As an investor, should you have a favourite startup?
It’s a big question, and one worth discussing.
Before I get to talking about my favourite startups though, let’s talk quickly about being a parent. I believe there’s a bunch of parallels. For any of us with more than one child, while we love them all equally, at certain times of the day you might find you love one a little more.
The catalyst could be that drive across the city at 7am on a Saturday morning to the latest sporting commitment, only to have to criss-cross back the other way at 10am in what has now become peak hour traffic to deliver said child to a party, and then pick them up three hours later and get into a battle over homework, house chores, tidying their bedroom (the list goes on).
It’s usually at some point along this journey where you start thinking about the other child. The one that is self-sufficient, gets themselves across the city, comes home to start and complete their homework and greet you with a welcoming hug. They might be the favourite at that point in time!
You provide your children with emotional support, mentoring, advice and a safe environment in which to challenge each other’s ideas. You also provide financial support more regularly than expected in what sometimes feels like a bottomless pit, wondering when we might see a return on this ‘investment’.
There’ll be a child that is great with their money, keeping a budget, and doing chores to earn pocket money, allowing them the self-satisfaction of saving for big purchases (Apple watch, sporting equipment, musical instrument — whatever they’re focussed on at that point in time). And then there’s the child that has their hand out just about every week, buying lollies on the way home from school, who always seems to leave the house with either no money or having misplaced their Opal card.
Having a portfolio of startups seems very much like being a parent.
There are the ups and downs, constant challenges and robust conversations — and at certain times or on certain days, one of those startups may be a favourite.
I love being involved with startups that take my advice, put it into practice, learn from a range of people along the way and positively improve how they operate through continual learning. They show real focus on what they’re trying to build, and how they’re strategically partnering with their clients and engaging with their respective industry.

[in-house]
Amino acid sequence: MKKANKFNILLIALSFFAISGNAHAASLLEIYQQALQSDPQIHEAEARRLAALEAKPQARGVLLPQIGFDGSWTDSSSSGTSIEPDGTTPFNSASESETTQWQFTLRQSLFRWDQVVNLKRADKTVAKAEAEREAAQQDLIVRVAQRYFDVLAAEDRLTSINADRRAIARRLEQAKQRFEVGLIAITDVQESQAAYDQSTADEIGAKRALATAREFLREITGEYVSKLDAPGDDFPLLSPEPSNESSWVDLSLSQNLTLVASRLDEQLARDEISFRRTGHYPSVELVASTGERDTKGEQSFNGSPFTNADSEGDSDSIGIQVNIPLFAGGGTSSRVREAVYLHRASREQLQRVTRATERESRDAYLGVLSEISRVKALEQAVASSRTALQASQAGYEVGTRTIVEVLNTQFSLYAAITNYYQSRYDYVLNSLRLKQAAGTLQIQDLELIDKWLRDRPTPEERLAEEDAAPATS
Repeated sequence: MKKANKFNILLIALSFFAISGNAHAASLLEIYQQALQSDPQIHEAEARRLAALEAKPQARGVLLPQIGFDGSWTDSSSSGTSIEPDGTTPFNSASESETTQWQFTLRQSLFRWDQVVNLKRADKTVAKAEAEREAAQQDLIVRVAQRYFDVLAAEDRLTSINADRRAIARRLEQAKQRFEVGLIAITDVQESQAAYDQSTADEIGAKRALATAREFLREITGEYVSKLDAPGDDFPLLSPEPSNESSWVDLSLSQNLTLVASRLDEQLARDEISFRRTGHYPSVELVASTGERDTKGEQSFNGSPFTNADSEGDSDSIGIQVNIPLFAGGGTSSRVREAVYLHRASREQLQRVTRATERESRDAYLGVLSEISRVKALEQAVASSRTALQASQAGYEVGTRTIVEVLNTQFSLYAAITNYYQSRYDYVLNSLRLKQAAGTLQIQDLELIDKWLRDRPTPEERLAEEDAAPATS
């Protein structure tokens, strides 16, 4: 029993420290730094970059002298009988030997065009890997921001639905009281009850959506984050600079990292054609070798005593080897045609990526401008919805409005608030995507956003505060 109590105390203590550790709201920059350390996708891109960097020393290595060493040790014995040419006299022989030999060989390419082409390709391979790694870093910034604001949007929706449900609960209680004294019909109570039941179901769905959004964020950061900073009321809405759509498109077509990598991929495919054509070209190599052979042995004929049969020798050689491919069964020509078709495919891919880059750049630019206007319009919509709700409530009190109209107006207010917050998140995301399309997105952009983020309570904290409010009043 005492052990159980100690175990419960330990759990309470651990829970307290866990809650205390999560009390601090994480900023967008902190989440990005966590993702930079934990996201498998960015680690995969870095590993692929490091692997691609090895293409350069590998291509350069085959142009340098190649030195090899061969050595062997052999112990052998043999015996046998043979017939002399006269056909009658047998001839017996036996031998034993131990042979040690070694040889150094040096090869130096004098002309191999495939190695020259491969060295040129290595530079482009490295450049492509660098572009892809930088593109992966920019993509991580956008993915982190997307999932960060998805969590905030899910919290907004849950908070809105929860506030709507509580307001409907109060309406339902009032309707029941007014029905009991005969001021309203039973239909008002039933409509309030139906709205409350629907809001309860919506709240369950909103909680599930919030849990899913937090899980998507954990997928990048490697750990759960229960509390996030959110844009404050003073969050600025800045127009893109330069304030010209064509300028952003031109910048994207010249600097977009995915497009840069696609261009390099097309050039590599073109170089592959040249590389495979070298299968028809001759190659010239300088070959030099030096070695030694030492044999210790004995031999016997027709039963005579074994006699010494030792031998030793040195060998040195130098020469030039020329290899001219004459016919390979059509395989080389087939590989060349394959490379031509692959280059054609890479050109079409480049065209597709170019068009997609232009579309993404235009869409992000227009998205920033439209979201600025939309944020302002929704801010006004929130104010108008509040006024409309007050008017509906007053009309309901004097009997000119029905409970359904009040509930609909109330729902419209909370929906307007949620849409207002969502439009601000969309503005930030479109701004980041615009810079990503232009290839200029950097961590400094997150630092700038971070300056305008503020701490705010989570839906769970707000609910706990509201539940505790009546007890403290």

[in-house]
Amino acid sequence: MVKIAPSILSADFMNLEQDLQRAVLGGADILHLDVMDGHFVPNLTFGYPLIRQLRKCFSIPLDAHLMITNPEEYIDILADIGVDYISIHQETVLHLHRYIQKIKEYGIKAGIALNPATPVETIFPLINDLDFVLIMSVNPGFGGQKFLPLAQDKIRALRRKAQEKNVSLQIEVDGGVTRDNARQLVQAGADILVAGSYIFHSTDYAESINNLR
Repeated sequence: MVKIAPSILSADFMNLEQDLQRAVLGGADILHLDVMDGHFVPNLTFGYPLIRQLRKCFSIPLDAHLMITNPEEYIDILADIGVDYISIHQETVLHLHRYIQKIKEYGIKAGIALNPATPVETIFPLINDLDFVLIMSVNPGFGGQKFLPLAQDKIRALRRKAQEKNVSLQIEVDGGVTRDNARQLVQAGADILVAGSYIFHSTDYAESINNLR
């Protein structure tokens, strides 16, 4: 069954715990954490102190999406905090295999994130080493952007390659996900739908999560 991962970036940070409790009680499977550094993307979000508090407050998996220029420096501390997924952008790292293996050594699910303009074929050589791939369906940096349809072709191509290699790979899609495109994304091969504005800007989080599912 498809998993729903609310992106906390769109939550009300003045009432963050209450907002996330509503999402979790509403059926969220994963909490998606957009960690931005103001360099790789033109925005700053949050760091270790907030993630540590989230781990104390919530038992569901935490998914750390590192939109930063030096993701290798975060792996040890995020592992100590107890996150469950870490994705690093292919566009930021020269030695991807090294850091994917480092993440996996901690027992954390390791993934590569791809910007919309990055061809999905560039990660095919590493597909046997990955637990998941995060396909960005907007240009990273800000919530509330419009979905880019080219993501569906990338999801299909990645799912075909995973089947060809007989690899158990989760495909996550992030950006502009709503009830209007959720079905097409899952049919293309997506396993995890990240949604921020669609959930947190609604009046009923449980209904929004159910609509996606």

There are the startups that present a fantastic strategic plan, back it up with a financial model outlining the unit economics of their business, how they’re going to attract, convert and retain their clients with associated costs. And at the same time tell you exactly what their sales pipeline looks like, what’s going to close that month and how the latest product sprint will add further opportunities for their clients. They’ll balance this with an objective view of the challenges they’re encountering, where there’s risk, and the help they need to navigate through this. These startups are not scared to present ‘bad news’, as it’s done in a constructive way asking for help and direction to succeed.
It’s like the kid that comes home from school, tells you they got into a heap of trouble for being stupid, accepts they were in the wrong and explain what they learnt from the experience so they can avoid doing it again.
The startup that seems to have ‘easy’ success and always delivers good news is awesome! But you need to make sure this is actually good news. Recently, I had an experience where a business was delivering positive reports on how they were operating, but without warning, seemed to run out of money. Trigger a quick fall from favourite to least favourite almost immediately. As a founder, you need to be objective with how you present details about your business, it will instil trust and further develop the relationship you have with your mentors and investors.
So, when it comes to your startups, should you have a favourite?
I could be politically correct and say no, but bugger that, I absolutely have my favourites. And my favourites change on a daily, weekly and monthly basis.
But I typically love them all equally and expect they’ll all mature into thriving businesses. You want them all to succeed and expect that there’s a good chance this will happen with the right support.
Having a robust discussion with your startups (or your kids) doesn’t make you love them any less, if anything, it provides the growth and development for each of you and an opportunity to learn. Embrace these challenging conversations and situations — don’t worry about affecting the relationship, but focus on improving it.